Mental-health services for South Surrey/White Rock residents are keeping up with the area’s fast-growing population and demographics, officials say.
But there will always be more that can be done.
“It’s always a challenge as populations grow,” Dr. Nigel Fisher, Fraser Health’s program director for psychiatry, acknowledged in an interview early this month.
“Whilst we always would welcome more, I think the White Rock area does reasonably well.”
Fisher – who has been a Fraser Health psychiatrist since October 2010, and in his current role since July 2014 – said efforts around mental health are focused on developing services in the community, rather than in hospital.
He said “95, 99 per cent of people with mental-health problems are being treated in the community, not in hospital, and I think it’s important that’s where we continue to invest.
“We’ve got a pretty comprehensive range of services.”
At Peace Arch Hospital, approximately five psychiatrists have been added to the mental-health tool kit “over the last year or two.”
At 12, the number of in-patient beds for psychiatric patients, however, hasn’t changed. But Fisher said that points to the focus in the past five to 10 years on community services.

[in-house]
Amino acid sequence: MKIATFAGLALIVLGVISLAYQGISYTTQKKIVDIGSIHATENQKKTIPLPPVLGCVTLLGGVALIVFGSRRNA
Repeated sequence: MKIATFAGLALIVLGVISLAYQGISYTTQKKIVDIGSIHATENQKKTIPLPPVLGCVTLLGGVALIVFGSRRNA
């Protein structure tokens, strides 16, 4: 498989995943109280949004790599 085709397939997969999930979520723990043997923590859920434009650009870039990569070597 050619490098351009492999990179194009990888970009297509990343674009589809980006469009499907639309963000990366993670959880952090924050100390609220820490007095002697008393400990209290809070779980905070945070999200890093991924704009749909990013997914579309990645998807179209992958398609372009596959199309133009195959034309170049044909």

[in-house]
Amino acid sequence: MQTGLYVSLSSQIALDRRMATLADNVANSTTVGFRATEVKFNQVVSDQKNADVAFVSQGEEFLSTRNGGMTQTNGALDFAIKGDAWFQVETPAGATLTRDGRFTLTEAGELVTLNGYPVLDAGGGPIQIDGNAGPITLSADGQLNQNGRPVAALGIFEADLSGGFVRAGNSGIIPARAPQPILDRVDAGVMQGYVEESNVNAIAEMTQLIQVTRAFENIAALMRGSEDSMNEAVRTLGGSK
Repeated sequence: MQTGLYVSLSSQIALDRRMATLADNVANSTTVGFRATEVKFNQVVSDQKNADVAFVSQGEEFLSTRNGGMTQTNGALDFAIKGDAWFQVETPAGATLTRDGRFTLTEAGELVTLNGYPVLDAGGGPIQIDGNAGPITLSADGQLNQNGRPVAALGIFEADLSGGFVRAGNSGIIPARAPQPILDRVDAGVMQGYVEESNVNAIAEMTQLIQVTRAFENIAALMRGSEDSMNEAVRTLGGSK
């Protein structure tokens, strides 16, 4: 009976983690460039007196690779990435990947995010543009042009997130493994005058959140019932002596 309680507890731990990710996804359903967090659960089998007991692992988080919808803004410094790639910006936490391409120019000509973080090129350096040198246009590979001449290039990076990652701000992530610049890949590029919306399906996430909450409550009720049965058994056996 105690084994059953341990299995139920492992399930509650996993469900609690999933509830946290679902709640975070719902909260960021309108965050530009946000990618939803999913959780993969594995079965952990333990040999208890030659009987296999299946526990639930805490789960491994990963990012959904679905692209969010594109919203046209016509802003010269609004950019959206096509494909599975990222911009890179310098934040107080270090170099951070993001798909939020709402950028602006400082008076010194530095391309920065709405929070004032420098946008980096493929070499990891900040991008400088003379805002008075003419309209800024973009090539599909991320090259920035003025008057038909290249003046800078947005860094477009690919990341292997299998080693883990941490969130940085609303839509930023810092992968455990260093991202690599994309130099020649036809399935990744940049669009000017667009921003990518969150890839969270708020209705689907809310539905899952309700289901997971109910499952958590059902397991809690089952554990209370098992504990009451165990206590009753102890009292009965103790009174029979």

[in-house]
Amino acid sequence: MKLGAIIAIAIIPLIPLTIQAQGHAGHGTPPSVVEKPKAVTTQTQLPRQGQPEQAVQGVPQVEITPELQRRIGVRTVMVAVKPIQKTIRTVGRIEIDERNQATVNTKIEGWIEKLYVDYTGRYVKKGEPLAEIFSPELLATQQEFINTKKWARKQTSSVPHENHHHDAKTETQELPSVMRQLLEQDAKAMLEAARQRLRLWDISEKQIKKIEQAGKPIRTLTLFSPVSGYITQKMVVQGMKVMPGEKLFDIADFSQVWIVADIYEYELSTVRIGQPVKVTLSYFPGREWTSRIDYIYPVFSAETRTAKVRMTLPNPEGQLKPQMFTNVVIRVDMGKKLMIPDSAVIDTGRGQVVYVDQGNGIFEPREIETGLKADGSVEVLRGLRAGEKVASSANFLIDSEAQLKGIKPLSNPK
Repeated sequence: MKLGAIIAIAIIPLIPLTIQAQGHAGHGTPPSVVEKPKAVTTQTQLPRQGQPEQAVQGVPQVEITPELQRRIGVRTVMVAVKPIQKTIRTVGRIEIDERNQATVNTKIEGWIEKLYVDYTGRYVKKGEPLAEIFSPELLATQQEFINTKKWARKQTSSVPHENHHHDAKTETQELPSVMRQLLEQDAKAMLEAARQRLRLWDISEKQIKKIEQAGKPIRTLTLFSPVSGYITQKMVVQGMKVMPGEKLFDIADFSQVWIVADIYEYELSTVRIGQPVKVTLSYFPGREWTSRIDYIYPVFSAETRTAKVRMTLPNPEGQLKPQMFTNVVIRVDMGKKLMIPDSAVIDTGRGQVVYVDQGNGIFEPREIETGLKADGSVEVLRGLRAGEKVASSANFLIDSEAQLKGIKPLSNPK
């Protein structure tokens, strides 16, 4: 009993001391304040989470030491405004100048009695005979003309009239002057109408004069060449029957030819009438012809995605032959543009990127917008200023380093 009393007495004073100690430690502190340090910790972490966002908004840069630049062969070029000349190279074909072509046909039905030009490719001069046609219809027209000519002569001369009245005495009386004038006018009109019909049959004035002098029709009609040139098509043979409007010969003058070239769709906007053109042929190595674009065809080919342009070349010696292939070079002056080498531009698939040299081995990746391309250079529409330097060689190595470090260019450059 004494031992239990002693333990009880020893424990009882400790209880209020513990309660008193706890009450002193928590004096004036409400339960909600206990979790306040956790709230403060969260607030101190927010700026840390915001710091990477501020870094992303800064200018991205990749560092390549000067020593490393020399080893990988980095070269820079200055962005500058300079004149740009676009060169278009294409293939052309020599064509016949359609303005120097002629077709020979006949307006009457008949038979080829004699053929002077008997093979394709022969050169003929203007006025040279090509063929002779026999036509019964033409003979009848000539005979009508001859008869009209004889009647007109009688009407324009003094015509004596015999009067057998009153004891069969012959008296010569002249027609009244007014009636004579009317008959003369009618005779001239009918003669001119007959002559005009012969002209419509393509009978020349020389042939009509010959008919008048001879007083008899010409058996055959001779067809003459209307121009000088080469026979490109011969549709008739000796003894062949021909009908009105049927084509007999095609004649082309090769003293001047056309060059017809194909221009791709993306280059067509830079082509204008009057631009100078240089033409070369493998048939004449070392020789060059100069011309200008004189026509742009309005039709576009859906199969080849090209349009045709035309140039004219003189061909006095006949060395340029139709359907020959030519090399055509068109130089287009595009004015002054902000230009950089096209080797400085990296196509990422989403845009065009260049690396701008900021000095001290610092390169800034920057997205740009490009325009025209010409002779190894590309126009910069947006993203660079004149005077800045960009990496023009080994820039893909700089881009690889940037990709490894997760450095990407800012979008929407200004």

“Our emphasis has been on trying to further develop community services rather than have more beds,” he said.
Fisher named the Early Psychosis Intervention Program, which launched its first site in White Rock several years ago, as just one of those services. It was developed to identify people as they first become ill with a psychotic illness, get them into treatment early on and prevent further harm.
“It’s a great program… well-established,” Fisher said.
Other services in the health region include an in-patient rapid-access clinic in ER, where a psychiatric nurse liaison is in place seven days a week; community mental health centres; an RCMP liaison; and contracted outpatient counselling.
Regionally, a “psychosis optimization program” launched in 2011, to ensure collaboration between an individual’s psychiatrist, doctor and other health providers with an aim to improving outcomes.
Resources such as Mindcheck.ca are also part of the arsenal. That website provides information to youth and young adults regarding mental-health issues, including how to recognize signs.
Fisher said there is a particular need for mental-health services for children and youth, and it’s hoped that a new in-patient facility anticipated to open at the end of next year in Surrey will help address that.
For seniors, Fisher said mental-health access is expected to improve through the rebuilding of Royal Columbian Hospital’s mental-health wing, a three-year project.